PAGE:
The name Clint Eastwood shines not just in Hollywood but as a Western movie icon and an Oscar-winning filmmaker. Eastwood’s odyssey started with his big break A Fistful of Dollars, where he made only $15,000. Today, in his nineties, the actor is still active behind the camera, creating wonders.
It seems hard to believe that Universal once fired this phenomenal actor.
Eastwood Got Cast In His Big Break Because He ‘Looked Like A Cowboy’
Eastwood was cast for the role of Rowdy Yates in Rawhide when he went to visit a friend at CBS and a studio executive noticed him and thought he ‘looked like a cowboy.’
Eastwood’s Name Is An Anagram
Clint Eastwood is an anagram for ‘Old West Action’. Makes sense.
Eastwood Just Says, “Okay” When He’s Directing
While directing, Eastwood doesn’t say “Action” or “Cut”. All he says is “Okay”. That’s about it. Actors know that’s their cue.
Eastwood Always Keeps His Films Apolitical
Eastwood refuses to blend political or social agendas with his films. From Dirty Harry (1971) to Million Dollar Baby (2004), he solely focuses on the entertaining and captivating qualities of the film.
He Received An Honorary Doctorate
The Wesleyan University of Connecticut awarded Eastwood with an Honorary Doctorate Degree at their 168th Commencement Ceremony in 2000.
He’s Big Into Golf
Eastwood participated in the celebrity golf tournament hosted by the PGA tour every year at Pebble Beach California, consecutively from 1962-2002. Now he hosts the PGA Tour events.
He Wore The Same Boots In Rawhide And Unforgiven
In both Rawhide (1959) and Unforgiven (1992), Eastwood wore the same boots, which are now a showcased item in Eastwood’s private collection. The boots were exhibited at the Autry Museum of the American West in LA, California in 2005.
Eastwood Didn’t Like The Ending Of Dirty Harry
At the ending of Dirty Harry, Harry throws away his police badge into the water after killing the Scorpio Killer. But Eastwood was convinced that this character was suited to be only a policeman and would never quit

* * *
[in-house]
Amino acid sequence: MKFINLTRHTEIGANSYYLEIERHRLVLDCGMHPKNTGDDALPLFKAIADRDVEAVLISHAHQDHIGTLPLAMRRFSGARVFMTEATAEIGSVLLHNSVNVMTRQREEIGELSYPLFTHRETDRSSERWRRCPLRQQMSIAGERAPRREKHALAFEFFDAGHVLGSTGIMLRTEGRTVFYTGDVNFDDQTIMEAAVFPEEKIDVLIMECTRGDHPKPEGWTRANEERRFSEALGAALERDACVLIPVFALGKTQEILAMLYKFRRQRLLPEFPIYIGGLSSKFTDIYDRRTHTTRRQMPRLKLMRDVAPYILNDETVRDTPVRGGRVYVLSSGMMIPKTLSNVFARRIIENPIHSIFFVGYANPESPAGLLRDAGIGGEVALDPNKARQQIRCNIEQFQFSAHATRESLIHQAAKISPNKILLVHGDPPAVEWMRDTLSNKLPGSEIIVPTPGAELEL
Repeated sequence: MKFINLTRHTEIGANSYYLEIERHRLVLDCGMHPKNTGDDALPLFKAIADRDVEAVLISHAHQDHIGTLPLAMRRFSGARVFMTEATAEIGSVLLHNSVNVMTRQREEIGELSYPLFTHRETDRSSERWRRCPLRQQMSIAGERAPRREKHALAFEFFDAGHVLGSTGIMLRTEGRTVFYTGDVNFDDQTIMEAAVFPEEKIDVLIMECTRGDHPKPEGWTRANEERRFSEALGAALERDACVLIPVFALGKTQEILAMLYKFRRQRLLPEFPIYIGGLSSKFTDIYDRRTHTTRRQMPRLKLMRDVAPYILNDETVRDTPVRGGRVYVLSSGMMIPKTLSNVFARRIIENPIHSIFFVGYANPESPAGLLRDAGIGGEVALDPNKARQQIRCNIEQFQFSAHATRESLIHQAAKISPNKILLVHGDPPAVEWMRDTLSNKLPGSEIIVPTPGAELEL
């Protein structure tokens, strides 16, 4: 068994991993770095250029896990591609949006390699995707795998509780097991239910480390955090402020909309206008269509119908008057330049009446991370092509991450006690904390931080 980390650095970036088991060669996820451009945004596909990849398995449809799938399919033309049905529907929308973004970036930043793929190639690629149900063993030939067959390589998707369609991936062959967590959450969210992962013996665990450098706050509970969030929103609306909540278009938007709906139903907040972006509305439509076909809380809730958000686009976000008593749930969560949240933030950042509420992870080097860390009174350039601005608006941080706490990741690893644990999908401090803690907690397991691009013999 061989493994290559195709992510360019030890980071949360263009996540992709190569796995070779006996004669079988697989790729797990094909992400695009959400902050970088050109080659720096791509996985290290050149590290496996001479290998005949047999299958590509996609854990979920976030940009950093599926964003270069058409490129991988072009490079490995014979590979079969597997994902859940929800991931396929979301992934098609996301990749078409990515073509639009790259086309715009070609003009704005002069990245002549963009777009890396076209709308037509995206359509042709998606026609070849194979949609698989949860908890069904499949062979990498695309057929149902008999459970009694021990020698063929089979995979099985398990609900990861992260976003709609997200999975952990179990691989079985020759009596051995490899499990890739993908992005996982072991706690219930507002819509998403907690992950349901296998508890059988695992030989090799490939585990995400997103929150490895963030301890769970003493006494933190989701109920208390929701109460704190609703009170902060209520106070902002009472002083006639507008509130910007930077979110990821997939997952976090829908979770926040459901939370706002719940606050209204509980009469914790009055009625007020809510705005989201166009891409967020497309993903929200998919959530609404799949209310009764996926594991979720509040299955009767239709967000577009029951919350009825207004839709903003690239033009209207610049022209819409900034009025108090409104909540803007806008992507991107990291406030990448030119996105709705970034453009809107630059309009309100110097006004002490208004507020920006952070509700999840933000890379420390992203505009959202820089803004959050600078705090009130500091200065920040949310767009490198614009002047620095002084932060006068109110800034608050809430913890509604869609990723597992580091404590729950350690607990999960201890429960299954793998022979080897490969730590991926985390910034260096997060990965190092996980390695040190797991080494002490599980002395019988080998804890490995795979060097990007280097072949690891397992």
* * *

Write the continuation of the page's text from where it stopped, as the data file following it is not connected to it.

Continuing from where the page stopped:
Once Eastwood Joked About Killing Filmmaker Michael Moore
After Moore’s gave a controversial interview with Charlton Heston, Eastwood jokingly commented at the National Board of Review awards dinner in New York City that he would probably kill Moore if he showed up to his home with a camera.
Eastwood Didn’t Want To Play Dirty Harry Again
When approached about a possible Dirty Harry reboot, he declined. Eastwood believed he had outgrown the character.
Eastwood Learned Mountain Climbing For A Role
In The Eiger Sanction (1975), he had to do a lot of mountain climbing. It was not done by any stuntman. He learned mountain climbing for this movie as he thought the scenes were too dangerous for a stuntman to do.
No one climbed up The Totem Pole in Mountain Valley after him. The crew members had to remove all the decades-old pitons left by early climbers as it was a part of the contract.
Clint Eastwood And Burt Reynolds Had A Lot Of Influence On Each Others’ Careers
Eastwood and Burt Reynolds have always influenced each other’s careers. Reynold turned Sharky’s Machine into a film after Eastwood sent him a copy of the novel. Eastwood did the same with The Outlaw Josey Wales and The Bridges of Madison County.
Eastwood Turned Down The Role Of Captain Willard In Apocalypse Now
Martin Sheen was cast for the role of Captain Willard in Apocalypse Now (1979) after Eastwood turned it down as he thought the story was ‘too dark’.
Eastwood Practices Transcendental Meditation
In 2013 he mentioned that he has been into meditation for the last 40 years. He even practices transcendental meditation twice daily.
Eastwood Named His Production Company After The Dollars Trilogy
Eastwood’s agent advised that it would be a ‘bad movie’ (mal paso) to accept the offer of Italian director Sergio Leone’s Spaghetti Western Trilogy, which eventually turned out to be Eastwood’s first big break. The irony of this incident left an imprint and Eastwood later named his production company Malpaso Productions.
Eastwood Served As President At Cannes
Eastwood served as president of Jury at the Cannes Film Festival in 1994.